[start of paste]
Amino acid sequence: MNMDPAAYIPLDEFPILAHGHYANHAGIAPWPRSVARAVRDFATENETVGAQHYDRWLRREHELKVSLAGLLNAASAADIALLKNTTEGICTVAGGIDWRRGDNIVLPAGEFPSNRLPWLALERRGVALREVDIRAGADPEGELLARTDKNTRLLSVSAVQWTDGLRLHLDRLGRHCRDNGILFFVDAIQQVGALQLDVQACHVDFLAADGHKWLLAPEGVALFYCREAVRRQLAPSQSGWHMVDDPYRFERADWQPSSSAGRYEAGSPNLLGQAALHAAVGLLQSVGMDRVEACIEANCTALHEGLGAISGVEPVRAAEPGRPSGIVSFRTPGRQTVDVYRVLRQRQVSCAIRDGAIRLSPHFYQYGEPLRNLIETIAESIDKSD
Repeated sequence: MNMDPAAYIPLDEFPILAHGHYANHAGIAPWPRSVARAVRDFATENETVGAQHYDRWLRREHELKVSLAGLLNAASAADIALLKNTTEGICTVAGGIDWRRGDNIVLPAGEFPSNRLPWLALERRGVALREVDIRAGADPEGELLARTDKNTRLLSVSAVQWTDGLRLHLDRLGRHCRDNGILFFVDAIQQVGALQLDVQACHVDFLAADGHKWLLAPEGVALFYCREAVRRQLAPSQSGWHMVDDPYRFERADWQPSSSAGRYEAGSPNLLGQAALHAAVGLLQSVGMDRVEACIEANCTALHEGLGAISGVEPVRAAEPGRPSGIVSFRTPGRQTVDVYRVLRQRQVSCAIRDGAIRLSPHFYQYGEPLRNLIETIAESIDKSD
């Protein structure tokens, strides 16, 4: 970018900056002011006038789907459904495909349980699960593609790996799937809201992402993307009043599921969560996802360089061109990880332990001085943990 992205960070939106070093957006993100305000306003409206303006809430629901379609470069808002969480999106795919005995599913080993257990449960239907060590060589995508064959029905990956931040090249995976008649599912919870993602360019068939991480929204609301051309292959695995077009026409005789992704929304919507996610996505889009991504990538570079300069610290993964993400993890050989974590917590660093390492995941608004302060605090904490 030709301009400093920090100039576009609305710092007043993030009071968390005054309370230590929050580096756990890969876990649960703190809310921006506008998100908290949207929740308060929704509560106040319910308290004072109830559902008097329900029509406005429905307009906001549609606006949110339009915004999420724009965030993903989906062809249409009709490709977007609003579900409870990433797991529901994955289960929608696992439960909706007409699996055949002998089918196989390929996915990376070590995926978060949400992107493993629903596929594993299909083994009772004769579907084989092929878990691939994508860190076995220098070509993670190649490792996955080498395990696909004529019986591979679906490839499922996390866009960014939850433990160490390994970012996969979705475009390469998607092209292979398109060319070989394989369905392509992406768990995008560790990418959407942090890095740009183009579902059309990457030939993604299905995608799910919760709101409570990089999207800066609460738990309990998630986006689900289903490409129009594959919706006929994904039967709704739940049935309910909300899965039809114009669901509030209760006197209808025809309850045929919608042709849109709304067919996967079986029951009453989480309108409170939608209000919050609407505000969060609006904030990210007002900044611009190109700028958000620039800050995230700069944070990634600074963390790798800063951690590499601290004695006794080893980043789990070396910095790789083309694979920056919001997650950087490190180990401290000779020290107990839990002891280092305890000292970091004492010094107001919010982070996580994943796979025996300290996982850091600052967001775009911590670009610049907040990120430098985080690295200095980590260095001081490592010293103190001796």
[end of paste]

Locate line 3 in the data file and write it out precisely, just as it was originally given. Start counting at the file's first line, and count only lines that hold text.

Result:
């Protein structure tokens, strides 16, 4: 970018900056002011006038789907459904495909349980699960593609790996799937809201992402993307009043599921969560996802360089061109990880332990001085943990 992205960070939106070093957006993100305000306003409206303006809430629901379609470069808002969480999106795919005995599913080993257990449960239907060590060589995508064959029905990956931040090249995976008649599912919870993602360019068939991480929204609301051309292959695995077009026409005789992704929304919507996610996505889009991504990538570079300069610290993964993400993890050989974590917590660093390492995941608004302060605090904490 030709301009400093920090100039576009609305710092007043993030009071968390005054309370230590929050580096756990890969876990649960703190809310921006506008998100908290949207929740308060929704509560106040319910308290004072109830559902008097329900029509406005429905307009906001549609606006949110339009915004999420724009965030993903989906062809249409009709490709977007609003579900409870990433797991529901994955289960929608696992439960909706007409699996055949002998089918196989390929996915990376070590995926978060949400992107493993629903596929594993299909083994009772004769579907084989092929878990691939994508860190076995220098070509993670190649490792996955080498395990696909004529019986591979679906490839499922996390866009960014939850433990160490390994970012996969979705475009390469998607092209292979398109060319070989394989369905392509992406768990995008560790990418959407942090890095740009183009579902059309990457030939993604299905995608799910919760709101409570990089999207800066609460738990309990998630986006689900289903490409129009594959919706006929994904039967709704739940049935309910909300899965039809114009669901509030209760006197209808025809309850045929919608042709849109709304067919996967079986029951009453989480309108409170939608209000919050609407505000969060609006904030990210007002900044611009190109700028958000620039800050995230700069944070990634600074963390790798800063951690590499601290004695006794080893980043789990070396910095790789083309694979920056919001997650950087490190180990401290000779020290107990839990002891280092305890000292970091004492010094107001919010982070996580994943796979025996300290996982850091600052967001775009911590670009610049907040990120430098985080690295200095980590260095001081490592010293103190001796």